Bauhaus in New England

The Bauhaus rose from the ashes of World War I in Germany 100 years ago. Its utopian ideas, inspired by founder Walter Gropius, attracted architects, artists and craftsmen from all around the world, challenging them to rethink design, its function in society and how it should be taught.

New England became an important Bauhaus hub after the school was closed down by the National Socialists in 1933. Bauhäusler like Walter Gropius, Marcel Breuer, Xanti Schawinski, and Anni and Josef Albers taught at local universities and left a legacy of Bauhaus buildings.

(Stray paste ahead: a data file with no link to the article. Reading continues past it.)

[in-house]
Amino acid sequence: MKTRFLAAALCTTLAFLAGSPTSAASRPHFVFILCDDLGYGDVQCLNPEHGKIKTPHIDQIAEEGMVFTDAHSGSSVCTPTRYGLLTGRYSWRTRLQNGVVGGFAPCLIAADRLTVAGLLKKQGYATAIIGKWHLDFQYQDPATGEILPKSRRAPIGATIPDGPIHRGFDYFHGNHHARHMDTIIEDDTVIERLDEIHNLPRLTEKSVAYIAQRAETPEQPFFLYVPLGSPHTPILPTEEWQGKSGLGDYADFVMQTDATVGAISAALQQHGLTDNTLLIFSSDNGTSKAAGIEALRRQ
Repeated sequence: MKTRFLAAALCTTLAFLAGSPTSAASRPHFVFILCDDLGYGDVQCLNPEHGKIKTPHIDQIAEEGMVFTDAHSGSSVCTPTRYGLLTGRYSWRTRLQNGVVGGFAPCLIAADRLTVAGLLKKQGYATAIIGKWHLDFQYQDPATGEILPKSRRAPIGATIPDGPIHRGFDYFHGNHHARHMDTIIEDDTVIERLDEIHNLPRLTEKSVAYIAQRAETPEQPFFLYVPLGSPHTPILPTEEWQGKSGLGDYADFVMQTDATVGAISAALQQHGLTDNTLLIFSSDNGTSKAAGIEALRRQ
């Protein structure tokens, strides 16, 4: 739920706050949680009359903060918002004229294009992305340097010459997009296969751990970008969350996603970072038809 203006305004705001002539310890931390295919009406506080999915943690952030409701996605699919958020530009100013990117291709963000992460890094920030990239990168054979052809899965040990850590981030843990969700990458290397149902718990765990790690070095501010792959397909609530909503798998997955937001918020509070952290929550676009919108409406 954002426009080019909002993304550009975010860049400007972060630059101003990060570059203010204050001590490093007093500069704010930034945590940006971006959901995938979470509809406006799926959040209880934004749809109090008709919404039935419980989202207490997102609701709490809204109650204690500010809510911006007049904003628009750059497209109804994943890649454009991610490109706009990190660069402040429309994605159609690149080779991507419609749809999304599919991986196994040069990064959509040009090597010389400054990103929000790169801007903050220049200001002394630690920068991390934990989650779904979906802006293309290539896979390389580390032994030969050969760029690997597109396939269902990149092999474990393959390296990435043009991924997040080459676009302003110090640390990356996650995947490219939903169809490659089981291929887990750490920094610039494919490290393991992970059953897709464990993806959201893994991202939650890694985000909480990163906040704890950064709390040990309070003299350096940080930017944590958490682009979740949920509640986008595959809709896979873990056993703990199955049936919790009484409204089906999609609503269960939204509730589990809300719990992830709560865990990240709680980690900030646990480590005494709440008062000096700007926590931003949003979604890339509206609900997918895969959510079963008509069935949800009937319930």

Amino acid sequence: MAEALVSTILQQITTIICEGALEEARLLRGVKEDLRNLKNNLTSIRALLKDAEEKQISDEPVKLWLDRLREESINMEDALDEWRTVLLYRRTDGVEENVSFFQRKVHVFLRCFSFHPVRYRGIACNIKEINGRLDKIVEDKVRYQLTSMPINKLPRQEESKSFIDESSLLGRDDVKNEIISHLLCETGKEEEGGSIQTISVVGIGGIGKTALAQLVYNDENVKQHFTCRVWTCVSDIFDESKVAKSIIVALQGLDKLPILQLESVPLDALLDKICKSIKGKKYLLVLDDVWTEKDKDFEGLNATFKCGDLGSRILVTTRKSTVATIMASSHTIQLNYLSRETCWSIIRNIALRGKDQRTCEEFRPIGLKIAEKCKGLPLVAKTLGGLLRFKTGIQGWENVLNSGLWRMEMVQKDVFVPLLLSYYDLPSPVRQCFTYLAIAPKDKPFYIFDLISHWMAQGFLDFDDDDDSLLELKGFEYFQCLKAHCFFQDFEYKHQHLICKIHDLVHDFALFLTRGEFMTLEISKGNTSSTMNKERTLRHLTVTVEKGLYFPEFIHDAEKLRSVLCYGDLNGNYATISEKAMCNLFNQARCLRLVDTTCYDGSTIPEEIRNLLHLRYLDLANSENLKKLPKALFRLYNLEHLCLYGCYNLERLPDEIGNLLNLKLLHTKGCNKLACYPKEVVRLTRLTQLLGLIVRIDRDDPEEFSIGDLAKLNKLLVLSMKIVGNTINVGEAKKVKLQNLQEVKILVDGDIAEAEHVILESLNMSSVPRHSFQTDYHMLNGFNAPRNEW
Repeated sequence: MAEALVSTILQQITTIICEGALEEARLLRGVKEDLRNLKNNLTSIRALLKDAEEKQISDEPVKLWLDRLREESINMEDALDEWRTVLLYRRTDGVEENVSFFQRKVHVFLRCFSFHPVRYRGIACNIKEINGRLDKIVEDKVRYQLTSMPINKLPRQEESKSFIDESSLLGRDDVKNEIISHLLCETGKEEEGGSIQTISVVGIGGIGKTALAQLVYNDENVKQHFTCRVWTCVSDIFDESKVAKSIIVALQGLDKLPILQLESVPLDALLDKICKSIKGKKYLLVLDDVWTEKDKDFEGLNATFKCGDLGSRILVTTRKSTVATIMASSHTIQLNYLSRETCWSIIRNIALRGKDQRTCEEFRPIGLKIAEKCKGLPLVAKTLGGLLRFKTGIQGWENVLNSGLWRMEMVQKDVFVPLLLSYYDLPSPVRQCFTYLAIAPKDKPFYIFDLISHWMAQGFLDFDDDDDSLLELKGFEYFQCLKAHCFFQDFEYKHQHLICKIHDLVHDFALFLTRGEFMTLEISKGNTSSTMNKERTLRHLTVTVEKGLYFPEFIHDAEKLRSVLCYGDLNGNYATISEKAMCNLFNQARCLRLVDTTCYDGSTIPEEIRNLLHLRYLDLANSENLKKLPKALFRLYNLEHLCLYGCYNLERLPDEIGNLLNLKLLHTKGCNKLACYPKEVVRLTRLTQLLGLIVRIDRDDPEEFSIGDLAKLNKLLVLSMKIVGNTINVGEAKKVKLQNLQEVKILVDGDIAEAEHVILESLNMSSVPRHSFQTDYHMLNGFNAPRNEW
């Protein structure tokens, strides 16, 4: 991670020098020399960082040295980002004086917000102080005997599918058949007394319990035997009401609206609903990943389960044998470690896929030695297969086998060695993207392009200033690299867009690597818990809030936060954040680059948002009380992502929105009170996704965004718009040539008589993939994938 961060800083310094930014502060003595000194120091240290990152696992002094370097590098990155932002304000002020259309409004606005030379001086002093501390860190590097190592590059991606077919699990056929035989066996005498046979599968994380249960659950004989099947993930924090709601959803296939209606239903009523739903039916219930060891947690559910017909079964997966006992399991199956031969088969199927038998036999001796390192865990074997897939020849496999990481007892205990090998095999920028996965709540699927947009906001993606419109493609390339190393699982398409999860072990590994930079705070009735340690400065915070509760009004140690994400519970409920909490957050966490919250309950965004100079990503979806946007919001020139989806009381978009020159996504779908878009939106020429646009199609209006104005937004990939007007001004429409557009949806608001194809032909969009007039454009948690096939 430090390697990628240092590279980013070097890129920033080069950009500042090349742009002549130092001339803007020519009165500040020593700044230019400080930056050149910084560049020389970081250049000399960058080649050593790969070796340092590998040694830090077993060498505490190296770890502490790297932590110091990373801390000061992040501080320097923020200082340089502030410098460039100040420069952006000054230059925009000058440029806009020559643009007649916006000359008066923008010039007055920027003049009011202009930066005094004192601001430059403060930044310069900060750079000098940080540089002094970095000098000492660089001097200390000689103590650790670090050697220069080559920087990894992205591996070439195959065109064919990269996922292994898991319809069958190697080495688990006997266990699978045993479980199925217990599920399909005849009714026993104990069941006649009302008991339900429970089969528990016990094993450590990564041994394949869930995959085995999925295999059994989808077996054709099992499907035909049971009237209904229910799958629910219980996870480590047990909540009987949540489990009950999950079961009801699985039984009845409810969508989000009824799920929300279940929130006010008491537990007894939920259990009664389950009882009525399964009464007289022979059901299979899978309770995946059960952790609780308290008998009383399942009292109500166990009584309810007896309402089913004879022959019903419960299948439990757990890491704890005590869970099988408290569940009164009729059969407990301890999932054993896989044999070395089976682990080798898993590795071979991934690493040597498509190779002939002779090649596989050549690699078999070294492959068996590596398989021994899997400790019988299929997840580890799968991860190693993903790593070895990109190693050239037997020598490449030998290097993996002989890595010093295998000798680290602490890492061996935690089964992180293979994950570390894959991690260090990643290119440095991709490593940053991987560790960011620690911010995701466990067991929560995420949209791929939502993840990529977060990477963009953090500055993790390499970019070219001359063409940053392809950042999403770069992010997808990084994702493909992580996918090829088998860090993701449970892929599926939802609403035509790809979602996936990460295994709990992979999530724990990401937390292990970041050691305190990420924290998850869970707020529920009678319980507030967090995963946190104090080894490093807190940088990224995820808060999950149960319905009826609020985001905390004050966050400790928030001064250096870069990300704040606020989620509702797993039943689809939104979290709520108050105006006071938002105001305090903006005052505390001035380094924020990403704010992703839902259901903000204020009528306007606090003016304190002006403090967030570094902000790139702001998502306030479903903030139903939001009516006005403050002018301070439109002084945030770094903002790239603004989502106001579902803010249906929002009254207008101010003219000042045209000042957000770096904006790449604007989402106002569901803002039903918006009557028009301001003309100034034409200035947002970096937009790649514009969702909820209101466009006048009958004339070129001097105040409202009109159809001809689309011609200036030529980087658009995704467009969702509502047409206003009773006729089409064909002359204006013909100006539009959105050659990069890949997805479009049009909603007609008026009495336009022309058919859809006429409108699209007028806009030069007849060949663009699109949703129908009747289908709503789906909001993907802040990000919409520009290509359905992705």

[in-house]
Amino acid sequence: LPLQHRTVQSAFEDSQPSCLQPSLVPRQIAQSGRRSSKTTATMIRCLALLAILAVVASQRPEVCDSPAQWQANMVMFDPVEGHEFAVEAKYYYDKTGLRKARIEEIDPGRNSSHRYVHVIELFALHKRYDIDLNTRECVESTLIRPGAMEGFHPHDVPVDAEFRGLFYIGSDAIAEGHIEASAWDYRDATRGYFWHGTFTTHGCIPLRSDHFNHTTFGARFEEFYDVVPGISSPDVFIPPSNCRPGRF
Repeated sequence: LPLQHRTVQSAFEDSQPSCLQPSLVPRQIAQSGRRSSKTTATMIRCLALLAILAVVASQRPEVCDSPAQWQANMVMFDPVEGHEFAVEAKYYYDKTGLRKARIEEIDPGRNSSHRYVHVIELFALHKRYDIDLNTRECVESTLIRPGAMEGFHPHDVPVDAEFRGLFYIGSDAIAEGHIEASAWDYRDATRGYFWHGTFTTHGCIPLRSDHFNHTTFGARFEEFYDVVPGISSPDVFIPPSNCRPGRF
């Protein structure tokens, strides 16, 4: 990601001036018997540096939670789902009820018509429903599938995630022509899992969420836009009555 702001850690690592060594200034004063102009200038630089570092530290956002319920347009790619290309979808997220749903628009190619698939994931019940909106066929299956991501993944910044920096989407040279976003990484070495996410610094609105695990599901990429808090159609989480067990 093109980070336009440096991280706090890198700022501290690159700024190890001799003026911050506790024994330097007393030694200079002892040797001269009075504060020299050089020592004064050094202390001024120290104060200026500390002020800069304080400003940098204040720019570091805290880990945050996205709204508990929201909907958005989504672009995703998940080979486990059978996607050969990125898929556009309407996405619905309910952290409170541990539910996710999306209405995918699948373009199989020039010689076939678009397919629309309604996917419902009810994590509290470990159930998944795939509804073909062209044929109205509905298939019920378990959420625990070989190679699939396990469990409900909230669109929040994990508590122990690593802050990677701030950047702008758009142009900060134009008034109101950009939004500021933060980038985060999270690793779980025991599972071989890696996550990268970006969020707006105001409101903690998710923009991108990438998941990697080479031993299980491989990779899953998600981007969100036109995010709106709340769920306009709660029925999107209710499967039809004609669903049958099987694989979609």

This centennial year we invite you to explore Bauhaus in New England and (re)discover how its ideals continue to live on.

Presented as part of Wunderbar Together: The Year of German-American Friendship 2018/19 – an initiative funded by the German Federal Foreign Office, implemented by the Goethe-Institut, and supported by the Federation of German Industries (BDI). More information at

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